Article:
A new sensor — so cheap and simple to produce that it can be hand-drawn with a pencil onto paper treated with sodium chloride — could clear the way for wearable, self-powered health monitors for use not only in “smart diapers” but also to predict major health concerns like cardiac arrest and pneumonia.
“Our team has been focused on developing devices that can capture vital information for human health,” said Huanyu “Larry” Cheng, Professor of Engineering Science and Mechanics at Penn State. “The goal is early prediction for disease conditions and health situations, to spot problems before it is too late.”
Cheng is the lead author on a new study, published in the journal Nano Letters, which describes the design and fabrication process for a reliable, hand-drawn electrode sensor. The sensor is created using a pencil, drawn on paper treated with a sodium chloride solution. The hydration sensor is highly sensitive to changes in humidity and provides accurate readings over a wide range of relative humidity levels from 5.6 percent to 90 percent.
Research into wearable sensors has been gaining momentum because of the wide-ranging applications in medical health, disaster warning, and military defense, Cheng said. Flexible humidity sensors have become increasingly necessary in health care, for uses such as respiratory monitoring and skin humidity detection, but it is still challenging to achieve high sensitivity and easy disposal with simple, low-cost fabrication processes, he added.
“We wanted to develop something low-cost that people would understand how to make and use — and you can’t get more accessible than pencil and paper,” said co-author Li Yang, professor in the School of Artificial Intelligence at China’s Hebei University of Technology. “You don’t need to have some piece of multi-million-dollar equipment for fabrication. You just need to be able to draw within the lines of a predrawn electrode on a treated piece of paper. It can be done simply and quickly.”
The device takes advantage of the way paper naturally reacts to changes in humidity and uses the graphite in the pencil to interact with water molecules and the sodium chloride solution. As water molecules are absorbed by the paper, the solution becomes ionized and electrons begin to flow to the graphite in the pencil, setting off the sensor, which detects those changes in humidity in the environment and sends a signal to a smartphone, which displays and records the data.
Essentially, drawing on the pre-treated paper within pre-treated lines creates a miniaturized paper circuit board. The paper can be connected to a computer with copper wires and conductive silver paste to act as an environmental humidity detector. For wireless applications, such as “smart diapers” and mask-based respiration monitoring, the drawing is connected to a tiny lithium battery which powers data transmission to a smartphone via Bluetooth.
For the respiration monitor, the team drew the electrode directly on a solution-treated face mask. The sensor easily differentiated mouth breathing from nose breathing and was able to classify three breathing states: deep, regular, and rapid. Cheng explained that the data could be used to detect the onset of various disease conditions, such as respiratory arrest and shortness of breath, and provide opportunities in the smart internet of things and telemedicine.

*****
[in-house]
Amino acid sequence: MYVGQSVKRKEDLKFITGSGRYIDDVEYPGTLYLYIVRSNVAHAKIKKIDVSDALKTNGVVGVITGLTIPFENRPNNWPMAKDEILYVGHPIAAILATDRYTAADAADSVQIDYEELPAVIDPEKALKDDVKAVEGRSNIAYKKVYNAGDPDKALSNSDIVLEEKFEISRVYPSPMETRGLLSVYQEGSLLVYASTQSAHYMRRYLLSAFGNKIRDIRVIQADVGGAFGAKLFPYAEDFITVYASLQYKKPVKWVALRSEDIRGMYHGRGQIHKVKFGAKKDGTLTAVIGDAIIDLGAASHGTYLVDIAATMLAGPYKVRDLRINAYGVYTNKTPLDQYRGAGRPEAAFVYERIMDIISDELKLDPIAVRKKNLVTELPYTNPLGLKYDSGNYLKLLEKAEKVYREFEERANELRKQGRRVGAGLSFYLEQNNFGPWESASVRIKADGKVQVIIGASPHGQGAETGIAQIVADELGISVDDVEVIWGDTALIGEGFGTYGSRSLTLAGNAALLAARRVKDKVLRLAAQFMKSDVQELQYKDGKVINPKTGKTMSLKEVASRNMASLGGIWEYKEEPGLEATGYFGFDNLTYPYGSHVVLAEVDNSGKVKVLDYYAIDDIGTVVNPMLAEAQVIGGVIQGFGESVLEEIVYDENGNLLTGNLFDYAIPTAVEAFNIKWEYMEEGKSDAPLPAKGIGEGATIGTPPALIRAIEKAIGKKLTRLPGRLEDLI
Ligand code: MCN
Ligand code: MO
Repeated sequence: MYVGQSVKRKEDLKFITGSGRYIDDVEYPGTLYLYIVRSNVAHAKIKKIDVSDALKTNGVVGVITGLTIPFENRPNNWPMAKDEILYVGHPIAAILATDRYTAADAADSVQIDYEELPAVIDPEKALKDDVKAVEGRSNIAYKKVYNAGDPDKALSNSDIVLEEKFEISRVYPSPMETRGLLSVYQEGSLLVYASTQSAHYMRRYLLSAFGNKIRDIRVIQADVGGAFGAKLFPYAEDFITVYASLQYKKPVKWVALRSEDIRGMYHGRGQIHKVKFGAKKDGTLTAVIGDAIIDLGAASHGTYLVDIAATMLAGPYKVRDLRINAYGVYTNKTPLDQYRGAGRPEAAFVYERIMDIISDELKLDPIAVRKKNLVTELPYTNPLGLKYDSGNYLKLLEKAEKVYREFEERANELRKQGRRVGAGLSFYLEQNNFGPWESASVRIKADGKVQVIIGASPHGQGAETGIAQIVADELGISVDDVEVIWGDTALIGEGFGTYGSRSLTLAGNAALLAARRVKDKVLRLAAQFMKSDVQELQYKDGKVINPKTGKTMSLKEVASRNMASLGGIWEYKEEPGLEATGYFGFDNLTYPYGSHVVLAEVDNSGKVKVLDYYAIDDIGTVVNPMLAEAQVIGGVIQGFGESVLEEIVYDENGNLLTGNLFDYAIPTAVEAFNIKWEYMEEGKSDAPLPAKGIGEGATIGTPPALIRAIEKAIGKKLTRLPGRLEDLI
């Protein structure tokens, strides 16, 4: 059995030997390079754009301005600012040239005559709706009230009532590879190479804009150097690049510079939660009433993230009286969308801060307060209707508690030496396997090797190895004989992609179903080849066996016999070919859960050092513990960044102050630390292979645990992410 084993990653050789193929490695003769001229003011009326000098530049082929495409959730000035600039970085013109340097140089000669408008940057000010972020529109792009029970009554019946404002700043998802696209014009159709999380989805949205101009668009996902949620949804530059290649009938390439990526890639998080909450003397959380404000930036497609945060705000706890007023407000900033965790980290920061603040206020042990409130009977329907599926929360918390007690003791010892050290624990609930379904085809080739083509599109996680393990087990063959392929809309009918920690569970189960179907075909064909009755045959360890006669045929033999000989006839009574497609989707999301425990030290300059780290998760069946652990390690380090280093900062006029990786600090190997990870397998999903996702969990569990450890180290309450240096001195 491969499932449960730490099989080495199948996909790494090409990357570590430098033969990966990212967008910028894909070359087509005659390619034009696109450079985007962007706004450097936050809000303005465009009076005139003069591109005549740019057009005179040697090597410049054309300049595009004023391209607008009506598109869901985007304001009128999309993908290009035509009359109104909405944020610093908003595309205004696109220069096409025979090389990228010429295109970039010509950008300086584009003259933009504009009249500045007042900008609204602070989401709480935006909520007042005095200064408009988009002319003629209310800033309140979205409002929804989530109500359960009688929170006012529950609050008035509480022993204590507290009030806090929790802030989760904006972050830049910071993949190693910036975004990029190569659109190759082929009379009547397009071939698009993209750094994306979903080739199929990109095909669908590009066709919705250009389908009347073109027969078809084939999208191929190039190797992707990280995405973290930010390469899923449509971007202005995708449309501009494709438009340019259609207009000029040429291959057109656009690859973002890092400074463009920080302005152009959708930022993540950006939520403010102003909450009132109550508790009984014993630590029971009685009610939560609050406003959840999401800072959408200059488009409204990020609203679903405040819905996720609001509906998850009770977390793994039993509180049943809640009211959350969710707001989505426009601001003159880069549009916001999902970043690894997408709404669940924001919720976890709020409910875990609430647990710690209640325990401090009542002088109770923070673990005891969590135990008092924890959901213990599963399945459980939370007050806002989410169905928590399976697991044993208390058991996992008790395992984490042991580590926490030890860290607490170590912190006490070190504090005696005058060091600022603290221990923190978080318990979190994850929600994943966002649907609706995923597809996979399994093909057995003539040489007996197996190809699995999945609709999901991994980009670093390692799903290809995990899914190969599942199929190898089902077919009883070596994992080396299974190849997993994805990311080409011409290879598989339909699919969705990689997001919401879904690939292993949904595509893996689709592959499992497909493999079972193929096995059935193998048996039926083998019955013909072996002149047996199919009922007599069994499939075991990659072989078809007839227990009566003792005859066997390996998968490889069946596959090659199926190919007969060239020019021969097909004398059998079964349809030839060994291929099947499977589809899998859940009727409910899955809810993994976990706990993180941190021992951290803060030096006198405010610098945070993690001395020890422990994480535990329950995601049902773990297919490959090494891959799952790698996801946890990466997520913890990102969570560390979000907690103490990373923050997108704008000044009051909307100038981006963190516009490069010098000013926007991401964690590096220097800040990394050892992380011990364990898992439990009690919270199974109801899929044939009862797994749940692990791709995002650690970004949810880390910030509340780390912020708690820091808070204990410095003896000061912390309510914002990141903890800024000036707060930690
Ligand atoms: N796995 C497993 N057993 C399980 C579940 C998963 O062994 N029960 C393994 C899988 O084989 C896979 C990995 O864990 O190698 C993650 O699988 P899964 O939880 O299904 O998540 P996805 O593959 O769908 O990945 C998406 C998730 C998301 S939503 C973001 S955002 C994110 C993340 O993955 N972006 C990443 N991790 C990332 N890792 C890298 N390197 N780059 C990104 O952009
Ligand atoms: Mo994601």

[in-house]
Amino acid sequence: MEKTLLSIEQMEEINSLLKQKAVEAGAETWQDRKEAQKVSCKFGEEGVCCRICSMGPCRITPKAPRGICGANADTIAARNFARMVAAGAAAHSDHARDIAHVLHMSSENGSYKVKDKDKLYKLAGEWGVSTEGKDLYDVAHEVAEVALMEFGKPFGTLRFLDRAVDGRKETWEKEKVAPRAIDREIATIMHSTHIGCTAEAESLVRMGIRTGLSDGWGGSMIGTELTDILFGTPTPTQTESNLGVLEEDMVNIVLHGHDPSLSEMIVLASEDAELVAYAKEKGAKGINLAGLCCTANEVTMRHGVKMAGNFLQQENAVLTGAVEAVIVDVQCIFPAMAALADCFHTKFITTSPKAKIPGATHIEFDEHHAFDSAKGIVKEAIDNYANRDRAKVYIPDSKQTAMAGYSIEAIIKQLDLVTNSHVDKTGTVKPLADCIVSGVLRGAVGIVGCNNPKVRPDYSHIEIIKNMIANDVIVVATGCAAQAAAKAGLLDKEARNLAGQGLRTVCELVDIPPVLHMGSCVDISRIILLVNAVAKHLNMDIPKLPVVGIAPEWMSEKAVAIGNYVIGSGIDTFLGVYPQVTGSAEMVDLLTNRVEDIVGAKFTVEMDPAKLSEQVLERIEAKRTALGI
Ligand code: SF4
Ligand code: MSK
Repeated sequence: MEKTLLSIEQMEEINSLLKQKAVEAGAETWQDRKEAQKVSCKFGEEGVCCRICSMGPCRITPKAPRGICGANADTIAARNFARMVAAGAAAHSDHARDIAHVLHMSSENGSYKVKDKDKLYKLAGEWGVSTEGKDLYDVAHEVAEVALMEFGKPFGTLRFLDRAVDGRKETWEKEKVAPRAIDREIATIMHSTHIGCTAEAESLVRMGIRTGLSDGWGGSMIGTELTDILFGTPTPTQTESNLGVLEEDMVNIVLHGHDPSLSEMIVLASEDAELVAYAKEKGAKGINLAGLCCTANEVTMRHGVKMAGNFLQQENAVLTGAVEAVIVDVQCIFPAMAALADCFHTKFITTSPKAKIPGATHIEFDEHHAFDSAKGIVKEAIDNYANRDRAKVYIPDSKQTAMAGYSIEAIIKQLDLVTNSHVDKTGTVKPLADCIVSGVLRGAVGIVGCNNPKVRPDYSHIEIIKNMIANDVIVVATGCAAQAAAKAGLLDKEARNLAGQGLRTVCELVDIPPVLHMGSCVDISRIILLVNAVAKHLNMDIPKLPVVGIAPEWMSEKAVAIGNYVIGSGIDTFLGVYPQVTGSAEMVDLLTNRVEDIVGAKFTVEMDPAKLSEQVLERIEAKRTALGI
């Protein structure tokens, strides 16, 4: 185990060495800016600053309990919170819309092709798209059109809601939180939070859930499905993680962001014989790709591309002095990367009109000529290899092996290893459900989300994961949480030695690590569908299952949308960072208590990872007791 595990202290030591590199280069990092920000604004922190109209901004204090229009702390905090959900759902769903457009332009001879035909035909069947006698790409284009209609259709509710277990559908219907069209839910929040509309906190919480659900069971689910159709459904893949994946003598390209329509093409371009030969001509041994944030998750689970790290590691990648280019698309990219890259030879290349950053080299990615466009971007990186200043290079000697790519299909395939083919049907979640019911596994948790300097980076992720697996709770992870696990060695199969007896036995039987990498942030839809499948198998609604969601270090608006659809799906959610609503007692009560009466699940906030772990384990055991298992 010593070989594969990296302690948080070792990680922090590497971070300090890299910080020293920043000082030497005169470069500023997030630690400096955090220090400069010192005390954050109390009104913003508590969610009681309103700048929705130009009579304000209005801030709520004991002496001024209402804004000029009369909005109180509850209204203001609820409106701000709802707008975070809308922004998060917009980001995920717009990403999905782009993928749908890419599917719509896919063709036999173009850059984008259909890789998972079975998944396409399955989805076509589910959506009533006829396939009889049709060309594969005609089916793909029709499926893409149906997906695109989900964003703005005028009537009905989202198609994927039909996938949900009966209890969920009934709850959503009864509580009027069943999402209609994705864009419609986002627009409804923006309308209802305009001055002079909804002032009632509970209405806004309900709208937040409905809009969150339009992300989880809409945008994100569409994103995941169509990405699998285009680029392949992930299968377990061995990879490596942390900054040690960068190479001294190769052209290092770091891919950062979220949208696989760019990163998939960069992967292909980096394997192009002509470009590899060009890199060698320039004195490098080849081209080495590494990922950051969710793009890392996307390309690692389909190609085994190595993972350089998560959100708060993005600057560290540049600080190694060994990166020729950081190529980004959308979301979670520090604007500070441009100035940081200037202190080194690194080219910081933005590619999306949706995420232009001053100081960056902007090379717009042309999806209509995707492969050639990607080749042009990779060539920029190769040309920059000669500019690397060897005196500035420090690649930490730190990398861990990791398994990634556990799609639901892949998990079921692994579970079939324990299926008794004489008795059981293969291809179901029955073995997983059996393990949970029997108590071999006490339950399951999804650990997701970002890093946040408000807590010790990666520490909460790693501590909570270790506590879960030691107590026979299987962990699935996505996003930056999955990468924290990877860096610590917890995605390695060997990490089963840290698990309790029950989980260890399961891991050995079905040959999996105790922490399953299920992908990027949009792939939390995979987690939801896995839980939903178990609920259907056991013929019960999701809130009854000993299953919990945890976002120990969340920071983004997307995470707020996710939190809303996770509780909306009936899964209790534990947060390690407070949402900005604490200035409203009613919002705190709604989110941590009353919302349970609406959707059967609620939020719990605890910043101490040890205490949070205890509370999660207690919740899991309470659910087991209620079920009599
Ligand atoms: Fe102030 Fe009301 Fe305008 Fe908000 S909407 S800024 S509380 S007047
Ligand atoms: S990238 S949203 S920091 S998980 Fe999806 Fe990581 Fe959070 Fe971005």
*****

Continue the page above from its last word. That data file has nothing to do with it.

He added that respiratory rate is a fundamental vital sign and research has shown it to be an early indicator of a variety of pathological conditions such as cardiac events, pneumonia, and clinical deterioration. It can also indicate emotional stressors like cognitive load, heat, cold, physical effort, and exercise-induced fatigue.
Compared with breath, the human skin exhibits a smaller change in humidity, but the researchers were still able to detect changes using their pencil-on-paper humidity sensor, even after test subjects applied lotion or exercised. Skin is the body’s largest organ, Cheng explained, so if it is not processing moisture correctly, that could indicate that some other health issue is going on.
“Different types of disease conditions result in different rates of water loss on our skin,” he said. “The skin will function differently based on those underlying conditions, which we will be able to flag, and possibly characterize, using the sensor.”
The team also integrated four humidity sensors between the absorbent layers of a diaper to create a “smart diaper,” capable of detecting wetness and alerting for a change.
“That application was actually born out of personal experience,” said Cheng, who is the father of two young children. “There’s no easy way to know how wet is wet, and that information could be really valuable for parents. The sensor can provide data in the short-term, to alert for diaper changes, but also in the long-term, to show patterns that can inform parents about the overall health of their child.”
The applications of the humidity sensor go beyond “smart diapers” and monitoring for respiration and perspiration, Cheng explained. The team also deployed the sensor as a noncontact switch, which could sense the humidity changes in the air from the presence of a finger without the finger touching the sensor. The team used the noncontact switch to operate a small-scale elevator, play a keyboard and light up an LED array.
“The atoms on the finger don’t need to touch the button, they only need to be near the surface to diffuse the water molecules and trigger the signal,” Cheng said. “When we think about what we learned from the pandemic about the need to limit the body’s contact with shared surfaces, a sensor like this could be an important tool to stop potential contamination.”